OPINION / VIEWPOINT
Harris’ Southeast Asian trip cannot roil South China Sea waters
Published: Aug 19, 2021 01:33 PM
Illustration: Chen Xia/GT

Illustration: Chen Xia/GT

US Vice President Kamala Harris is scheduled to leave Washington Friday for a planned visit to Singapore and Vietnam. According to Reuters earlier this month, a senior White House official said Harris will focus on defending international rules in the South China Sea, strengthening US regional leadership and expanding security cooperation during the trip.

Harris' Southeast Asia trip will be the third wave of diplomatic offensive by the Biden administration on the South China Sea issue within a period of less than two months. US Secretary of Defense Lloyd Austin paid a visit to Singapore, Vietnam and the Philippines from July 26 to 29. During the trip, he said Beijing's claim to the vast majority of the South China Sea has no basis in international law. Austin reiterated that the US would continue to support the region's coastal states in upholding their rights under international laws, and remain committed to its treaty obligations to the Philippines in the South China Sea. 

All these practices indicate that the Biden administration is promoting its new South China Sea policy. Right now, the US is attempting to rope in the UK, Germany, Japan and Australia to construct a "small bloc" for the common goal of containing China. 

The US' "minilateralist" attempts began fermenting during the Trump administration. It aims to unite its allies and partners to keep China firmly locked within the first island chain, with an attempt to maintain an overwhelming strength in the region.

Can Washington achieve its goal? US' allies and partners are a pivotal factor in determining whether its new South China Sea policy can succeed. But they are also the soft underbelly of the US.

First, to avoid being involved in China-US competition is a common desire shared by almost all ASEAN members. The US' statement that it is not asking Southeast Asian countries to choose between China and the US is clearly duplicity. The core of Washington's new South China Sea policy is to work with allies and partners, especially ASEAN countries, to counter Beijing's so-called expanded influence. But China and ASEAN countries understand that the South China Sea issue is not the whole of the relations between them. Most ASEAN members are reluctant to engage in a great power competition because of the South China Sea issue, which may impact their economic ties with China.

Second, the Philippines is the most important US ally in the South China Sea region. However, Philippine President Rodrigo Duterte doesn't want to irritate China under the new US strategy in the region. In Duterte's recent State of the Nation Address, he promised that the country would not close its doors on diplomacy and détente because, "that is how disputes are settled and never by force."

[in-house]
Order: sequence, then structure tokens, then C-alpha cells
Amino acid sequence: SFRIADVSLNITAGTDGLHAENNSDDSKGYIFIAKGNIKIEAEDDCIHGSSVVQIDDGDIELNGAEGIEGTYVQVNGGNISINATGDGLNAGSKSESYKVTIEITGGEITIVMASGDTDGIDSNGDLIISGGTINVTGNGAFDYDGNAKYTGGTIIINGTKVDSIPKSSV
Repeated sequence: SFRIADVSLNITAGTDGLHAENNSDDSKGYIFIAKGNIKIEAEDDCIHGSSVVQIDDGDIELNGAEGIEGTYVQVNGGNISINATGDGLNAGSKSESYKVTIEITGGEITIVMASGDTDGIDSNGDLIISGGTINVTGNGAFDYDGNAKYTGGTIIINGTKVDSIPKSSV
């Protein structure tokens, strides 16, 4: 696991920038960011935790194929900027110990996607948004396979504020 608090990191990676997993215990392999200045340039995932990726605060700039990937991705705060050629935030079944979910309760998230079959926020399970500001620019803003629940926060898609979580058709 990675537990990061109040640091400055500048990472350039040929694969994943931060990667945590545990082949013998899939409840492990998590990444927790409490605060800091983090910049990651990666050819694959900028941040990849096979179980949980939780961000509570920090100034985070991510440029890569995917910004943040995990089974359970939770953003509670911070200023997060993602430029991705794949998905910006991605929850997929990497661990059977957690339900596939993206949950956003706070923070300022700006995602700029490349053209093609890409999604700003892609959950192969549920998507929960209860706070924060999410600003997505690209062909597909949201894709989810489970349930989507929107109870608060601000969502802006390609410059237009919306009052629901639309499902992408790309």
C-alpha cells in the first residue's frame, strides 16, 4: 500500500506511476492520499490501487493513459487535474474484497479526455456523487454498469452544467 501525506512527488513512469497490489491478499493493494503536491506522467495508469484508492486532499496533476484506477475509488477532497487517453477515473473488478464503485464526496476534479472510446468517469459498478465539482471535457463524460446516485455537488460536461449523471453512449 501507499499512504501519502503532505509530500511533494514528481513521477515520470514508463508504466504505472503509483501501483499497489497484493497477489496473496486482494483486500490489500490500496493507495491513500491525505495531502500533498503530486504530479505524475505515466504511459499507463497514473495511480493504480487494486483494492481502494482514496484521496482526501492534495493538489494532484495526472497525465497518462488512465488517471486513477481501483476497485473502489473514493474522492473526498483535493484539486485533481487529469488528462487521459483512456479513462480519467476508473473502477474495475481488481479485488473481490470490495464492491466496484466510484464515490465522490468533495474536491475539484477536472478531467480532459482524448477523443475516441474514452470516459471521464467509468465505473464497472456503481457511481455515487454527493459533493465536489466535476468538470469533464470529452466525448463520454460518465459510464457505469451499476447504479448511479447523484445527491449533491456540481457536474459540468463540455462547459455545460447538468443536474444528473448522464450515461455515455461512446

Last but not the least, the US is trying to use maritime disputes to drive a wedge in China-Vietnam relations. However, both Beijing and Hanoi have already reached a consensus on preventing the South China Sea issue from affecting the overall situation of bilateral relations. So the US can woo Vietnam through arms supplies, COVID-19 vaccines aid and economic cooperation. But apparently, it cannot damage the time-tested China-Vietnam relations. 

In fact, even the staunchest US allies, for instance, NATO countries, don't want to worsen their relations with China because of South China Sea issue.

Currently, the situation in the South China Sea has entered a new stage of using rules to seek peace and order. By roping in non-regional and uniting regional countries, Washington is trying to gain dominance in making rules in the South China Sea region. But the system of rules based on the Code of Conduct in the South China Sea is not a tool to satisfy the selfish desire of a hegemonic power. It is a necessity for the long-term stability of the region. The US should have given up such an outdated and conservative mentality long ago. It should play a constructive role in the peace and stability of the South China Sea.

In addition, some countries should have a clear understanding of the self-serving nature of Washington's new South China Sea policy. They should focus on maintaining a safe and stable environment for the South China Sea. 

The author is director of Research Center for World Navy at National Institute for South China Sea Studies. opinion@globaltimes.com.cn


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